Bringing gifts that represent your home country or state for people you will meet overseas is something a lot of people don’t think about, but I think it’s an incredibly valuable thing to do. No matter how much you think you will be completely independent, on your own, and unable to connect with anyone in a new country, you WILL make friends, from American students studying abroad just like you, students at your school overseas, or even students on exchange from another country. These friends become an important part of your life abroad because you will be creating unforgettable memories with them by your side. By leaving them a gift, you can show your appreciation for them. Gifting a souvenir is extra special because it represents a part of you.  

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  1. Prepare 1 Formal Outfit+1 Party Outfit 

Studying abroad isn’t called studying abroad for no reason; you do have to go to classes and learn. Abroad, however, is not just about learning. People go on exchange ultimately to explore a new place and culture, meet new people, and try new experiences with their newfound freedom. It’s smart to bring a dressier formal outfit along with a going out outfit because once you arrive in a new country, you will end up at an event that requires this dress code. The University of Glasgow (the school I studied at!) threw several holiday balls, and I ended up wearing my formal dress several times.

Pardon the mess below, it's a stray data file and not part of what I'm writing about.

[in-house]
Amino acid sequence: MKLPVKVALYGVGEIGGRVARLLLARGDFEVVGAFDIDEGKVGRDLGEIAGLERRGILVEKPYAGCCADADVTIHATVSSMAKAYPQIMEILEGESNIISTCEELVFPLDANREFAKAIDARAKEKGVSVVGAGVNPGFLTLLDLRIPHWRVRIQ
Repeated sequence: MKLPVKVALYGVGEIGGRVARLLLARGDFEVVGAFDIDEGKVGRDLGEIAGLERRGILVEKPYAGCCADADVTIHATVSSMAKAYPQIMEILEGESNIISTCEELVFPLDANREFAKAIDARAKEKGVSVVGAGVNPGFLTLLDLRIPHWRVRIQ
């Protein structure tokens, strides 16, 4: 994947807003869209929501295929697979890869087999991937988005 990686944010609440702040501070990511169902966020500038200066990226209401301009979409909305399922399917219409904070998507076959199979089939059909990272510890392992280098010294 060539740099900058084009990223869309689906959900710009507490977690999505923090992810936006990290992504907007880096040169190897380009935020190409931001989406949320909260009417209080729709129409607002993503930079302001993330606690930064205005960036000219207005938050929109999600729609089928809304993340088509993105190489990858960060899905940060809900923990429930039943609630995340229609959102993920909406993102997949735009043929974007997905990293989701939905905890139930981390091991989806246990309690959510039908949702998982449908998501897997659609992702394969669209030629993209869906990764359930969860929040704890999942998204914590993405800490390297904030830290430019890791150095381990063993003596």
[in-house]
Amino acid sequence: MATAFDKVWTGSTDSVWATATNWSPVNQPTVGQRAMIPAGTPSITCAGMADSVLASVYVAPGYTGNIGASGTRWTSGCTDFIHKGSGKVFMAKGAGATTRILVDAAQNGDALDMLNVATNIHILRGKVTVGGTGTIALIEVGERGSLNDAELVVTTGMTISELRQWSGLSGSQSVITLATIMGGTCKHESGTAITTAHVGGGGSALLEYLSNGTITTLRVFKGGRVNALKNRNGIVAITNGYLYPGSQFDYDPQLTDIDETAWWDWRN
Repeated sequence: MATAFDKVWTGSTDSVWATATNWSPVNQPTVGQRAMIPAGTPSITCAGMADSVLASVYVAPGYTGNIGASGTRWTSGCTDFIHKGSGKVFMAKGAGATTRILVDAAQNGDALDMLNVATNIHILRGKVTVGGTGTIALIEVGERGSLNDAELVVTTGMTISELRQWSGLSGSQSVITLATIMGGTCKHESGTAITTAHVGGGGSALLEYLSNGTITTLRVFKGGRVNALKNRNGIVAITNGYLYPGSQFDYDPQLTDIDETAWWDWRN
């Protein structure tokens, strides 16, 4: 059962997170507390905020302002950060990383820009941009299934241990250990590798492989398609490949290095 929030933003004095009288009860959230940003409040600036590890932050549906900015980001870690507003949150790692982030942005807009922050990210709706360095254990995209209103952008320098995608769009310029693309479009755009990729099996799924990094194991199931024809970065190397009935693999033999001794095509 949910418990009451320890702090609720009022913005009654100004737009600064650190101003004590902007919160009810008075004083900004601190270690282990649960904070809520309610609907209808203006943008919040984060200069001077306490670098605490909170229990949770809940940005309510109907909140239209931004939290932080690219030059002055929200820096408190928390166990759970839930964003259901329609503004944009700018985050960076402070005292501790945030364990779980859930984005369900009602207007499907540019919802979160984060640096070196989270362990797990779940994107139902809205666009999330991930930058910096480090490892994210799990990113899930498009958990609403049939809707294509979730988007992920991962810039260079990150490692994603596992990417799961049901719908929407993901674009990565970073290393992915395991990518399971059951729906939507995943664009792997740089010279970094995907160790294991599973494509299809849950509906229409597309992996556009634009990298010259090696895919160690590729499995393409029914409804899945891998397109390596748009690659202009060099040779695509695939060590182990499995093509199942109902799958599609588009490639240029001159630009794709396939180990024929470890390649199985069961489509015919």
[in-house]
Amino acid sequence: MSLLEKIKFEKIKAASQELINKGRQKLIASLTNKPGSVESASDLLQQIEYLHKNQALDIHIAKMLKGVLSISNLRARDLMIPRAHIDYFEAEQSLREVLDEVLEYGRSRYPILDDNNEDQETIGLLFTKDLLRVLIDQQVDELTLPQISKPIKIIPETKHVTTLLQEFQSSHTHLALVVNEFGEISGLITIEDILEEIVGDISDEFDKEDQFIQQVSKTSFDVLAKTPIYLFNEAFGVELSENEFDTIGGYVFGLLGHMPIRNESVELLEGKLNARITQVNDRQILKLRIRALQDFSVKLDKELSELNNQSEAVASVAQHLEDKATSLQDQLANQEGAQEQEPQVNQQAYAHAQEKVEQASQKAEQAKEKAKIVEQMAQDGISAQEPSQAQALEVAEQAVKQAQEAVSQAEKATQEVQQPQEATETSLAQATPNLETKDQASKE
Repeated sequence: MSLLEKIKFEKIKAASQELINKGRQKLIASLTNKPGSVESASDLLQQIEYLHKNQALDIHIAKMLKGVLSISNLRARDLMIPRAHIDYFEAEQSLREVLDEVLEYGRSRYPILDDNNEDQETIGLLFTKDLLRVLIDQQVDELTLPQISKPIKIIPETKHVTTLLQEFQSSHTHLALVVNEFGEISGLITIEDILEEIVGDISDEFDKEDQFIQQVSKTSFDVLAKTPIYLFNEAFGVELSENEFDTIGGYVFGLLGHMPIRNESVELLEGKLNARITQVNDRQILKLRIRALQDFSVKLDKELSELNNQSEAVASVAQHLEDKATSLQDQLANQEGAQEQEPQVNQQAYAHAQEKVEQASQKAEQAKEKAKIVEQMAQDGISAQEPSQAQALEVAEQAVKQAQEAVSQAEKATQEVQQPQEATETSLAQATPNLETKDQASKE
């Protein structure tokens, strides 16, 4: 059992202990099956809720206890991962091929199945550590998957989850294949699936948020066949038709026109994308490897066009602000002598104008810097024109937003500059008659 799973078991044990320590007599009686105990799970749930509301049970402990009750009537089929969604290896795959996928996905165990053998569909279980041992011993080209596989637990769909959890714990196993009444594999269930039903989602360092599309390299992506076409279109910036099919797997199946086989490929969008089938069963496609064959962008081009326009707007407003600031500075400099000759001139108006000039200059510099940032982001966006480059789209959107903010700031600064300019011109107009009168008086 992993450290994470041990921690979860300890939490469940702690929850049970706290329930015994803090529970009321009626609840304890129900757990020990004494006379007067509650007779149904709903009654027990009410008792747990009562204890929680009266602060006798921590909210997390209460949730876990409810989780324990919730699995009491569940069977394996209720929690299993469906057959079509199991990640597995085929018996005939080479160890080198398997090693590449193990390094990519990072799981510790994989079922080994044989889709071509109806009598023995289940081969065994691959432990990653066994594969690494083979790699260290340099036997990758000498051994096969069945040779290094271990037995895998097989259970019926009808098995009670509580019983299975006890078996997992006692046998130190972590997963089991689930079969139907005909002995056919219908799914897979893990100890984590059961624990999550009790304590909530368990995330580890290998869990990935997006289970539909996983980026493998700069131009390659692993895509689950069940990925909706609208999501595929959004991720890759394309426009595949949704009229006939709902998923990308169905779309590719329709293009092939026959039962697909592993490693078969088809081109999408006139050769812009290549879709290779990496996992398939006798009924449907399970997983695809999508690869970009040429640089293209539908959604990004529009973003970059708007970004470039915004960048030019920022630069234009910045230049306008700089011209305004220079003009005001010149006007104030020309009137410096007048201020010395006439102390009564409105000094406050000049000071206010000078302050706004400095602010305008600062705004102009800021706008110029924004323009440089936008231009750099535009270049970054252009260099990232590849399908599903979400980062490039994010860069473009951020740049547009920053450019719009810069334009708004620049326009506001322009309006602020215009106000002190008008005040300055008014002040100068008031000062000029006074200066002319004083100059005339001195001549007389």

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  1. Have Fun and Enjoy Life! 

Finally, my last tip is to have fun. As cliche as it sounds, you will never get an experience that is quite the same as going on exchange at any point later on in your life. Going abroad is not the same as traveling; you are experiencing life in another country when you are still young and have little serious responsibilities. Thus, take advantage of your time there and fill up every moment with new experiences. Don’t stress too much, and enjoy your life in a new country.